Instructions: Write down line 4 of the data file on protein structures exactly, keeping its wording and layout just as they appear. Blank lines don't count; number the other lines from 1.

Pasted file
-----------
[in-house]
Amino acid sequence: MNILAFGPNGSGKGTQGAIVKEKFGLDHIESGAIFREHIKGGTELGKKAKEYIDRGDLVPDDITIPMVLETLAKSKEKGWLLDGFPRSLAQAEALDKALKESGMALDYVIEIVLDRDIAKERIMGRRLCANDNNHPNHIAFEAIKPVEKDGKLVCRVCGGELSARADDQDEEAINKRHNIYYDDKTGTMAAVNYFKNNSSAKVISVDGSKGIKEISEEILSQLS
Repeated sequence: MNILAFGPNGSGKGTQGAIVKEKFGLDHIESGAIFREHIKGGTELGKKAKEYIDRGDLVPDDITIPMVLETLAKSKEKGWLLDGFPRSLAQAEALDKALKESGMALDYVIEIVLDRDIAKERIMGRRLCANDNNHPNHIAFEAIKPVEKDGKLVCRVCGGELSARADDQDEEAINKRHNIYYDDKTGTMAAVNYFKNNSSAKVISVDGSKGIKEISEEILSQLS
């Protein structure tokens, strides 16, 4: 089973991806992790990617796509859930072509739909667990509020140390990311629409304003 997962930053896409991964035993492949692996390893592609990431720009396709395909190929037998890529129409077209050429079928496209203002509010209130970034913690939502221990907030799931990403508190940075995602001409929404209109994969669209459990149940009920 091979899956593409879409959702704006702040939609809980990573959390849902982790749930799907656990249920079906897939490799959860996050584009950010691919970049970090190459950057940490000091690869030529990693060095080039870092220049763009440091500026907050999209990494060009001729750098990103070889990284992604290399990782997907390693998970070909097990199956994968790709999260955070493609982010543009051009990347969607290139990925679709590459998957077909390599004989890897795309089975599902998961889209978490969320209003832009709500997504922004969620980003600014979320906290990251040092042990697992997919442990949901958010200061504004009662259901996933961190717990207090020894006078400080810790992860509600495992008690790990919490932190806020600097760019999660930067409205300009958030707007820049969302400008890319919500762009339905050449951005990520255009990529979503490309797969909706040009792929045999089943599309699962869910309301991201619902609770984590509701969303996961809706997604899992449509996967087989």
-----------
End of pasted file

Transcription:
């Protein structure tokens, strides 16, 4: 089973991806992790990617796509859930072509739909667990509020140390990311629409304003 997962930053896409991964035993492949692996390893592609990431720009396709395909190929037998890529129409077209050429079928496209203002509010209130970034913690939502221990907030799931990403508190940075995602001409929404209109994969669209459990149940009920 091979899956593409879409959702704006702040939609809980990573959390849902982790749930799907656990249920079906897939490799959860996050584009950010691919970049970090190459950057940490000091690869030529990693060095080039870092220049763009440091500026907050999209990494060009001729750098990103070889990284992604290399990782997907390693998970070909097990199956994968790709999260955070493609982010543009051009990347969607290139990925679709590459998957077909390599004989890897795309089975599902998961889209978490969320209003832009709500997504922004969620980003600014979320906290990251040092042990697992997919442990949901958010200061504004009662259901996933961190717990207090020894006078400080810790992860509600495992008690790990919490932190806020600097760019999660930067409205300009958030707007820049969302400008890319919500762009339905050449951005990520255009990529979503490309797969909706040009792929045999089943599309699962869910309301991201619902609770984590509701969303996961809706997604899992449509996967087989």